Symantec Encryption Desktop clients cannot connect to the Symantec Encryption Management Server when one server is unavailable, even though there are two or more Encryption Management Servers in a cluster.
Web Email Protection users may not see all their new messages when they log in.
By default, the Encryption Desktop installation file downloaded from Encryption Management Server contains the FQDN (fully qualified domain name) of the server from which the installation file is downloaded.
During the enrollment process, the client is bound to a single Encryption Management Server. If that server is unavailable, the client will not be able to connect.
For Web Email Protection, a user may be directed to a cluster member that has not received the replicated data yet.
Two or more Encryption Management Servers in a cluster.
In a clustered environment, a FQDN that can resolve to more than one Encryption Management Server is required in order to provide fail over for clients. For example, the FQDN might be keys.example.com.
This FQDN is specified in the Symantec Encryption Server text box in the Consumers / Groups / Download client page of the admin console.
Because the clients connect to the server over a secure channel, each Encryption Management Server in the cluster requires an SSL certificate with a Common Name that matches the FQDN to which the clients connect. For example, the certificate Common Name might be keys.example.com.
Symantec recommends that cluster replication should be configured to use network Interface 1 and that each interface used for clustering should have a unique SSL certificate. See article 154069 for further information. For example, in a three member cluster consisting of sems1.example.com, sems2.example.com and sems3.example.com, Interface 1 of sems1 would have a certificate with the Common Name sems1.example.com, Interface 1 of sems2 would have a certificate with the Common Name sems2.example.com and Interface 1 of sems3 would have a certificate with the Common Name sems3.example.com.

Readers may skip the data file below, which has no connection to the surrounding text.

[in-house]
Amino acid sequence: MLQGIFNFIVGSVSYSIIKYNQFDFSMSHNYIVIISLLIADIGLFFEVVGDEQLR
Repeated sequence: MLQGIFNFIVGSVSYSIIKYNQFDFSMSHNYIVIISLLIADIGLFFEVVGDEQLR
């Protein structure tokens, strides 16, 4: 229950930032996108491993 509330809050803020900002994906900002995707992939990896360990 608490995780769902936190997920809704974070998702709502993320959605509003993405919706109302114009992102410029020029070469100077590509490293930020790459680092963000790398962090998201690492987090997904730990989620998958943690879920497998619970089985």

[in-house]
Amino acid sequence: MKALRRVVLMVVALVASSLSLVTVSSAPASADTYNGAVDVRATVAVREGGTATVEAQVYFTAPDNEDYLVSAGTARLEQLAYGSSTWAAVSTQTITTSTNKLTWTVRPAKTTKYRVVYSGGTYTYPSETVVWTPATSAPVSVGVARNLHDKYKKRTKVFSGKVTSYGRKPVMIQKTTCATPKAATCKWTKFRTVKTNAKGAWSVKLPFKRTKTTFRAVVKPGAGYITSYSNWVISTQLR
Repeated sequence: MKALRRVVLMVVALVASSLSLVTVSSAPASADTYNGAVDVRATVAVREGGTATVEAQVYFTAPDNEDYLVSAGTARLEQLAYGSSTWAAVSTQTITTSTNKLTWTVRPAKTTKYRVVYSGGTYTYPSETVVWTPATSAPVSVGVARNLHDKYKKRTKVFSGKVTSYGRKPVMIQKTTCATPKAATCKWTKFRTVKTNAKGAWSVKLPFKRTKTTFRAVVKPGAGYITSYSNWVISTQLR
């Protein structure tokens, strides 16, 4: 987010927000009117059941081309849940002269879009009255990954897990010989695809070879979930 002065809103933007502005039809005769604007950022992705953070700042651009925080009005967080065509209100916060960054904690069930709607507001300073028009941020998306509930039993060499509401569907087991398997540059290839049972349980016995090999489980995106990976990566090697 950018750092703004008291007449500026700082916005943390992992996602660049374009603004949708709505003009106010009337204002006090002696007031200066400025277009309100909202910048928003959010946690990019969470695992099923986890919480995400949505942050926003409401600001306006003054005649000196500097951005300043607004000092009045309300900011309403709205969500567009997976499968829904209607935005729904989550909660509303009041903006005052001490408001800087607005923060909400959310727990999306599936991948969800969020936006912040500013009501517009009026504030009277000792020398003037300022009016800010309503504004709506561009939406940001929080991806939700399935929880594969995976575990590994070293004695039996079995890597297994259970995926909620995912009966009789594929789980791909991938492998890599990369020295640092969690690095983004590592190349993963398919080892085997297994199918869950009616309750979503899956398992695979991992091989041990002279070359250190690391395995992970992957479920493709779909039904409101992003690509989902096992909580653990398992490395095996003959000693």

Since Interface 1 is used for replication and each server has a unique certificate assigned to Interface 1, client communications need to be handled by a different Interface, usually Interface 2.. The same SSL certificate needs to be assigned to all servers that handle client traffic because the clients need to trust it. For example, all servers might have the certificate for keys.example.com assigned to Interface 2.
Round Robin for load balancing is not supported. See article 162371 for further details. A single Encryption Management Server can easily service tens of thousands of clients so the main advantage to having a cluster of Encryption Management Servers is high availability and not load distribution.
DNS can be used to point the FQDN that Encryption Desktop clients use to a specific Encryption Management Server. If that server becomes unavailable, DNS can be manually updated to point the FQDN to another server in the cluster. For example, keys.example.com might point to Interface 2 of sems1 which has an IP of 10.10.10.11. If sems1 is unreachable, the DNS entry might be changed to point to Interface 2 of sems2 which has an IP of 10.10.10.12.
As an alternative to DNS, a load balancer can be used. However, the load balancer must not be configured to use Round Robin, even though it is the default for most load balancers. Depending on the specific load balancer, the following methods can be used in order of preference:
In all cases, the so-called "sticky bit" or "persistence" should be set so that clients do not connect to a different server during their session.